Total bacterial counts, heterotrophic plate counts, total heterotrophs etc etc . Well firstly…what do the words mean? Secondly what do they mean as test results in different water supplies? Hopefully we can shed some light on the subject!
Latin and greek dominates the language of terms microbiologists use. Sometime it really does seem like a different language – but there is an order (mostly). For example ‘hetero’ means mixed, ‘oligo’ means a few, and ‘auto’ means self. ‘Troph’ or ‘trophy’ means food or feeding. So what is a heterotroph?
Using the quick lesson in Latin and Greek above heterotrophs are ‘mixed feeders’. What this means is they are capable of using a range of food sources. So a heterotroph will happily eat different sugars, fats and other organic matter. The vaste majority of microorganism that we know are heterotrophs. Principally, this is be cause they are not fussy eaters which makes them easier to grow and identify in a laboratory.
Other bacteria are more fussy. An example is oligotrophs – which following the logic means ‘eat a few things’. Legionella fits into this category. Legionella use amino acids (the building blocks of proteins) as their main source of energy. Particularly an amino acid called cysteine seems to be important. Sugar or fat doesn’t interest them. This explains why they are less easy to grow and took the US Centers for Disease Control six months of continual work to grow and identify them back in 1976.
So you can see that Legionella and heterotrophs are fundamentally different purely because of what they eat. This explains why Legionella won’t grow on media (agar plates etc) designed for heterotrophs. This also shows that heterotrophs will grow where Legionella will not. So finding heterotrophs in a water sample may not be an indicator of the presence of Legionella.
Heterotrophic Bacterial Counts and the Built Environment
Heterotrophs are everywhere, literally everywhere. On your skin, in your gut, on your food and in your water. In the built environment they inhabit cooling towers, spa pools, and potable water systems – as well as a few other places. If there is a mixed diet available they will turn up for the feast. Of course the size of the feast affects how many will turn up. So the available nutrients is important. Unlike Legionella heterotrophs are not as reliant on biofilm to survive. Many will multiply whilst floating free in the water. If we break the different water systems into different parts we can understand how heterotrophic plate counts may or may not be helpful.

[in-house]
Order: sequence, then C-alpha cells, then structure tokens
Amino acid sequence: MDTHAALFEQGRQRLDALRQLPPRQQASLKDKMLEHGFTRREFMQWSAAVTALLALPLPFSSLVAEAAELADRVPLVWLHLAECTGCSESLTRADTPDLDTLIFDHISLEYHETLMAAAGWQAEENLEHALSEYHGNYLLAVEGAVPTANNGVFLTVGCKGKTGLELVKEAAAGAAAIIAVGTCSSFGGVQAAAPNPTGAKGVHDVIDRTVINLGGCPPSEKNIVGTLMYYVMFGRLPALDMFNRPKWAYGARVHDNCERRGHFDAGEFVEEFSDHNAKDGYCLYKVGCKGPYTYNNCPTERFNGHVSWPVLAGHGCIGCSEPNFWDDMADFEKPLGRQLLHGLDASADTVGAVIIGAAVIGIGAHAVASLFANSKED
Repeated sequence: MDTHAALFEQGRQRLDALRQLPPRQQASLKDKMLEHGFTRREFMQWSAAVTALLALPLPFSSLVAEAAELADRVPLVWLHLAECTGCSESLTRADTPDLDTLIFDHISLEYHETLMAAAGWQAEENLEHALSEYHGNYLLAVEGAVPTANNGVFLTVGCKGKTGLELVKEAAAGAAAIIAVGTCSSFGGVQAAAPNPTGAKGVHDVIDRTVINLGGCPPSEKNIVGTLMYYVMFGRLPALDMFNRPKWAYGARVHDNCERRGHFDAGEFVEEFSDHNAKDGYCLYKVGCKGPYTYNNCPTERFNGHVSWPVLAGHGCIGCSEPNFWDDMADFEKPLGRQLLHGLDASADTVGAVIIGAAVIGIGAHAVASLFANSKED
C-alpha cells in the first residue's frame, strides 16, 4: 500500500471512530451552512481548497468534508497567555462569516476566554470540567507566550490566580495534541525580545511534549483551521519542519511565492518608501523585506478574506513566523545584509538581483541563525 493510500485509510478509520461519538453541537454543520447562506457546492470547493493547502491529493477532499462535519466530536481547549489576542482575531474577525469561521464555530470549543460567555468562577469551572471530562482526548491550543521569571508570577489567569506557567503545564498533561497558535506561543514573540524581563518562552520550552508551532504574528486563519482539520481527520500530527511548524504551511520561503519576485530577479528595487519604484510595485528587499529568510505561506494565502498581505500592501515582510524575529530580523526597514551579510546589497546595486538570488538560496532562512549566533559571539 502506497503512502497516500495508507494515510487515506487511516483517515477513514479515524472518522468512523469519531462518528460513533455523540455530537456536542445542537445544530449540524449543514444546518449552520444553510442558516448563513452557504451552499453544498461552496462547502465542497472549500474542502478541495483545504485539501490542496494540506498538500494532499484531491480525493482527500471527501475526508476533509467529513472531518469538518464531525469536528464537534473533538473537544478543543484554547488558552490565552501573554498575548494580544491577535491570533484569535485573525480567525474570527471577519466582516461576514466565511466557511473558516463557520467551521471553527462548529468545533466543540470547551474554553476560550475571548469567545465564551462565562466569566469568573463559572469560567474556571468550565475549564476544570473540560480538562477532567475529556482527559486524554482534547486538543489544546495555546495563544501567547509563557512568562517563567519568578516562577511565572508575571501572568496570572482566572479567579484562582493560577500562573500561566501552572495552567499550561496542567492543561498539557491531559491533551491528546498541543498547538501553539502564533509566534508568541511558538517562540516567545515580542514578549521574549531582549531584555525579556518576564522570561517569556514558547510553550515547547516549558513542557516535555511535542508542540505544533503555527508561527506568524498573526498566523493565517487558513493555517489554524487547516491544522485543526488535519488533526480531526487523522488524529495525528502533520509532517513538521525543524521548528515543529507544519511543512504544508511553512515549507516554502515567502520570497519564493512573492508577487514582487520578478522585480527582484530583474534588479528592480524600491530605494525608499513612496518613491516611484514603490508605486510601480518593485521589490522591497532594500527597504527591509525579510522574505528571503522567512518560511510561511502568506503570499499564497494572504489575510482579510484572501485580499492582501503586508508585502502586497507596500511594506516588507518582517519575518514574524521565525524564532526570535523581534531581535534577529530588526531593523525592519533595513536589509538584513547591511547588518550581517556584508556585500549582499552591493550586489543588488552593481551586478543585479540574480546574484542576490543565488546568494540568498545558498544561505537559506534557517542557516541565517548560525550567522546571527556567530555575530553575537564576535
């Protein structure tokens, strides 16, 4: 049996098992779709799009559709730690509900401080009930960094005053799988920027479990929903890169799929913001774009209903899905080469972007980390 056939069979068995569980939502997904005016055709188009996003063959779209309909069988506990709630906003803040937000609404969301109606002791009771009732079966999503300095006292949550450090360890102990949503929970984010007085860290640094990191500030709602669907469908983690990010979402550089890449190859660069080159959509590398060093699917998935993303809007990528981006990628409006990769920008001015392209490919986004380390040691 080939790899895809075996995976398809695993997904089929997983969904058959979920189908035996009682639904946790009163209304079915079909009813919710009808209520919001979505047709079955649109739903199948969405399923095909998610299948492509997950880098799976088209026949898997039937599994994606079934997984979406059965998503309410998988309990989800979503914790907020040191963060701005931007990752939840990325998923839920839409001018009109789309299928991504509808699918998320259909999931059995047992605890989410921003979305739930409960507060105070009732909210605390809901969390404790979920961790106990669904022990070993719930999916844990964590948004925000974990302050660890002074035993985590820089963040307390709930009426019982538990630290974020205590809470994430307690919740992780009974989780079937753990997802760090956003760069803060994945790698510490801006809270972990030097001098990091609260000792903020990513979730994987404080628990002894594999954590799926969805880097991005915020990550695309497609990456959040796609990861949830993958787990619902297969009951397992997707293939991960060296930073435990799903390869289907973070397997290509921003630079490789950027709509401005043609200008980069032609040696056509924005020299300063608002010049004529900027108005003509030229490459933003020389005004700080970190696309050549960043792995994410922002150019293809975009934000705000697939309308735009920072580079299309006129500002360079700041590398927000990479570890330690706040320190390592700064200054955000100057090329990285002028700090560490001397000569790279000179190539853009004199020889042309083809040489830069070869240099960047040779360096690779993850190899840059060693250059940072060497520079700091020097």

As part of their normal operation cooling tower suck air laden with nutrients into their water system. A small to medium size cooling tower can suck in as much as 700 grams an hour of nutrients from dust in the air while operating. This is washed into the re-circulating warm water. Of course this is heterotroph heaven and they flourish. They form biofilms, multiply in the water and basically clog up the system unless controls are in place. Of course if biofilms are present then protozoa and Legionella are going to join in! The Legionella find their amino acids as excretions from other bugs, and from parasitizing protozoans.
So cooling towers are disinfected to control the heterotrophs and to control Legionella. A normal part of cooling tower use is making huge volumes of aerosol. So the cleaner the aerosol the better. Cooling towers had disinfection long before Legionella came on the scene. This was to keep the bacteria down and stop the clogging. Legionella coming from cooling towers suddenly made the disinfection process much more important.
Traditionally heterotrophs are a measure of how well the disinfection is working. The hope is that if heterotrophs are under control then Legionella is too. Sadly this is not always the case. Studies show there is no link between numbers of Legionella and numbers of heterotrophs in a cooling tower. Probably this is because of two different diets and the fact that Legionella will not multiply floating free in the water. Take into account they don’t grow on the same media and it means heterotrophic bacterial counts don’t say much about Legionella. However they are a good measure of the disinfection.